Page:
3. Then we ask each parent to share, “What will you as a parent do to support the teacher in helping your child have a good year in class?”

Feedback from Teachers about the programme

Experienced Teachers

I asked three experienced teachers for feedback on this programme who have been participants for three years. Here is their collective feedback verbatim:

How was the session helpful to you as the teacher of the class?

  • “A positive start to school by building rapport between teachers and parents. As we get to know the parents better, communication with them is easier. Both stakeholders can communicate how they can support each other for the benefit of the children. It was also an opportunity to communicate the teachers' expectations of the children to the parents and how the parents can send the same message to their children at home.”

  • “The parent-teacher bonding sessions helped to build rapport and good teacher-parent as well as teacher-student relationships. Having it at the beginning of the year helps the form teachers to communicate their teaching philosophy, beliefs, expectations and routines to parents, which in turn help us reinforce it with pupils at home. As such, there is a positive partnership between parents and teachers to help the pupils feel good about school and be successful in school.”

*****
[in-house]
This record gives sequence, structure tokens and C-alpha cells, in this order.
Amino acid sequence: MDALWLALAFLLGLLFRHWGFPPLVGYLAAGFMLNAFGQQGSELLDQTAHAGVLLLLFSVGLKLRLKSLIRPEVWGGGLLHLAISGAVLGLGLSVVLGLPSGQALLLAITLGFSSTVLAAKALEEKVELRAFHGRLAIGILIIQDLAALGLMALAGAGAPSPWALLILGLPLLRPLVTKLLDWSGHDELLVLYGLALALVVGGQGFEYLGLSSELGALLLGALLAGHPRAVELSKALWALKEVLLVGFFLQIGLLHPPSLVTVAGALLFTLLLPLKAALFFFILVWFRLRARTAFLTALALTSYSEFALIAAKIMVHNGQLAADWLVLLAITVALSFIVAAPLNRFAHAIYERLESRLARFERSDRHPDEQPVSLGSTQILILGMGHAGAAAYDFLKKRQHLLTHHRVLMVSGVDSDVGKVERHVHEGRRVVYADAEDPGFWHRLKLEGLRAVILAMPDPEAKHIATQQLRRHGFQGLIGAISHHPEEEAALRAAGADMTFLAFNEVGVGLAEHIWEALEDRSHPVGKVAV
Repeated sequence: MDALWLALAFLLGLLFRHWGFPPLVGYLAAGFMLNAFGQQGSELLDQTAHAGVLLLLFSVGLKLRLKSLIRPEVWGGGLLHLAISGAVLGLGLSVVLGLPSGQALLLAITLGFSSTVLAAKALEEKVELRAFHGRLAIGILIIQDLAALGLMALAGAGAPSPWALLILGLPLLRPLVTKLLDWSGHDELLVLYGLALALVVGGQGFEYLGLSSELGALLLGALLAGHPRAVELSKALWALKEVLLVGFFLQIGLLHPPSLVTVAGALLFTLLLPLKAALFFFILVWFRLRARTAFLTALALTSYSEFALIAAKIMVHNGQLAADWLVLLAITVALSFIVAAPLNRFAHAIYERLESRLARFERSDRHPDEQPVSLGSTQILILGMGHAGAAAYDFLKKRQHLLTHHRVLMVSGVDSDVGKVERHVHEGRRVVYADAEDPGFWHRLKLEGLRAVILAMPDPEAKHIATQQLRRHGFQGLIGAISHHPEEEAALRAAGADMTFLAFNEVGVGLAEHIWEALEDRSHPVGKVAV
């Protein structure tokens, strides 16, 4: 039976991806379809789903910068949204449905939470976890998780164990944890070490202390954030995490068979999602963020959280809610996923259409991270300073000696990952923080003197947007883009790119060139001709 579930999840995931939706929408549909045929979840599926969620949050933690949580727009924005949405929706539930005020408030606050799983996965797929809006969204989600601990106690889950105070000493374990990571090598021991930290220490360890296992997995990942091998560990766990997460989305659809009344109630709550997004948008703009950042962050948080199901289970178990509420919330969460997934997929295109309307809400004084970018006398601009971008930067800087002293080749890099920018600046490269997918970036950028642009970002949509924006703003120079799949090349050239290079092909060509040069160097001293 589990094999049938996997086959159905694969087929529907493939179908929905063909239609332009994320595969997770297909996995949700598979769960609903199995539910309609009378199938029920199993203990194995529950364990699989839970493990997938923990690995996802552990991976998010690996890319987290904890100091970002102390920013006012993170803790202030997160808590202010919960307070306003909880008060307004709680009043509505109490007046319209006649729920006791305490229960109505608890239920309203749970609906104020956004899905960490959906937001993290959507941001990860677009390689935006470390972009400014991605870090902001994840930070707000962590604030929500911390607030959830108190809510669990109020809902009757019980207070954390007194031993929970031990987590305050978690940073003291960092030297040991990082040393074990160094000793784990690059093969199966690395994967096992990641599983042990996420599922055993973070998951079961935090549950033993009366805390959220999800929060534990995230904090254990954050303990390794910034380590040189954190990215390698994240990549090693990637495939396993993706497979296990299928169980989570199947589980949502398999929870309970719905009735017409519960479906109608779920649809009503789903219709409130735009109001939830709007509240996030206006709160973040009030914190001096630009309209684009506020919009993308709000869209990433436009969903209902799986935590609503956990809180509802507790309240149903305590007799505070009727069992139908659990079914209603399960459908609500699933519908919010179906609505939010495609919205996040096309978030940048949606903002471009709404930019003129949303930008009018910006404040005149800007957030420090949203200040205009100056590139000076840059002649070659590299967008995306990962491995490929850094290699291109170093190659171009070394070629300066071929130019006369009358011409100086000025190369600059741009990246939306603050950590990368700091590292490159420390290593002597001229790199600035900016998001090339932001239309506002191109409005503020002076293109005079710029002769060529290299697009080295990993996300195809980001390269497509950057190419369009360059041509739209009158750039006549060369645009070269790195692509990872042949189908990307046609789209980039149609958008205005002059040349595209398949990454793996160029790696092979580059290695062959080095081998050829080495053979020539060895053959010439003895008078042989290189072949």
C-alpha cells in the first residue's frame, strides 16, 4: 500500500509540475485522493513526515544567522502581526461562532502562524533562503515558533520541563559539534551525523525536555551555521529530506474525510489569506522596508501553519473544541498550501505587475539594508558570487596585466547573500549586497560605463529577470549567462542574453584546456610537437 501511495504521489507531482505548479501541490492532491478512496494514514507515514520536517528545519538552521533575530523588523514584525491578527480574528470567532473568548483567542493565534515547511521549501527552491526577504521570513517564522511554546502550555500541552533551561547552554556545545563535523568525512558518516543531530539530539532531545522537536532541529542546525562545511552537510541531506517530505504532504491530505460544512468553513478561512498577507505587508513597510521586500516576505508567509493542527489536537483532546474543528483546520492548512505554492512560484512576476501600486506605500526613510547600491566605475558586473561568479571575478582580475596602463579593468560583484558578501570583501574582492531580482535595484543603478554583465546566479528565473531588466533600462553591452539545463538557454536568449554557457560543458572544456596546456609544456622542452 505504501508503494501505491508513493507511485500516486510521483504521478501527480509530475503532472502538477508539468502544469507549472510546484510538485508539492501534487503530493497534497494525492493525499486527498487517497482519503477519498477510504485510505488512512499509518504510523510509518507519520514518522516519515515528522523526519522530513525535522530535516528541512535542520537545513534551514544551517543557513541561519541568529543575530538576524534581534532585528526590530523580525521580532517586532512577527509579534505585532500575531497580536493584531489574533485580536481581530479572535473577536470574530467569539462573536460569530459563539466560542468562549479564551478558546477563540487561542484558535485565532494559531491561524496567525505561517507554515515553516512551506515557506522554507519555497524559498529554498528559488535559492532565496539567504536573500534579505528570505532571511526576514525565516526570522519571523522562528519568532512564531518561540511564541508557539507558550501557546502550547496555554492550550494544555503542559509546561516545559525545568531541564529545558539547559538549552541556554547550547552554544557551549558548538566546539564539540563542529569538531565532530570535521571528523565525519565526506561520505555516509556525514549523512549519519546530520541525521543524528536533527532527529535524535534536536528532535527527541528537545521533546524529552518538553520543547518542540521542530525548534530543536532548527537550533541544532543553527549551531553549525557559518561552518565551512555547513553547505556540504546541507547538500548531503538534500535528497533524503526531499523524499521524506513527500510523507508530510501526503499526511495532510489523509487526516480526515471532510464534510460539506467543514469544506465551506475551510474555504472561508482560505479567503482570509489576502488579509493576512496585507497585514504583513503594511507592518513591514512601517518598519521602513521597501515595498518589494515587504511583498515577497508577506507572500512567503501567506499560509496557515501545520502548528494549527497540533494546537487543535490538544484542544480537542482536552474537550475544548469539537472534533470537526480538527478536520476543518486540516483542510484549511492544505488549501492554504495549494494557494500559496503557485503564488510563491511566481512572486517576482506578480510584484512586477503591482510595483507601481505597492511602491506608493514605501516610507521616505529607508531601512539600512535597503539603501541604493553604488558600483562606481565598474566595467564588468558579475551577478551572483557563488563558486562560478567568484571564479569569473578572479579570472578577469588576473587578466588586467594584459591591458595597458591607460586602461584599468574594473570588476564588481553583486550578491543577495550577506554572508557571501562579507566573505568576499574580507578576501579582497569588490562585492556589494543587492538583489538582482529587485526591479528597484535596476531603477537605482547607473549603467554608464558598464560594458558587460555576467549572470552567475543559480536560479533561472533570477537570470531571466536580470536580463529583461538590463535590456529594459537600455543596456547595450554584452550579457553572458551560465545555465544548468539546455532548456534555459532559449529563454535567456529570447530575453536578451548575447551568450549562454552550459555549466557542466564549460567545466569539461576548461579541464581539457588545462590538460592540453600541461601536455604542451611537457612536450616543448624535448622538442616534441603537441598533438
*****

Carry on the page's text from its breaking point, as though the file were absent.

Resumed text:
• “We get to know the parents better through the discussion and sharing. We share our expectations as class teachers right from the start of the year. We meet the parents in a positive setting at the start of the year to build rapport and see each other face to face. It makes communication throughout the year much easier.”

What was better as a result of the bonding between you and the parents?

  • “Communication was definitely better. For my class, every parent was on board the class dojo, which made the dissemination of information easier and sharing of what is happening in class more efficient. Home support for the students was also better as parents are aware of what is expected of their children in terms of their learning and behaviour.”

  • “Parents and pupils trust the form teachers with their learning. Routines are set in place with parents reinforcing it at home too. Teachers can also give constructive feedback to parents with regards to pupils learning in a positive manner. Parents also benefit from being involved in the pupils' learning and how they can better support their child. Ultimately, parents develop a greater appreciation for the important role teachers play in their child’s learning.”

  • “Parents get to meet the teachers and ask questions they may have. It helps allay the anxiety they may have for their kids.”

New teacher

This year, I noticed one teacher I had not seen before. She is new to the school and I thought feedback from her would be useful. Here is her feedback verbatim: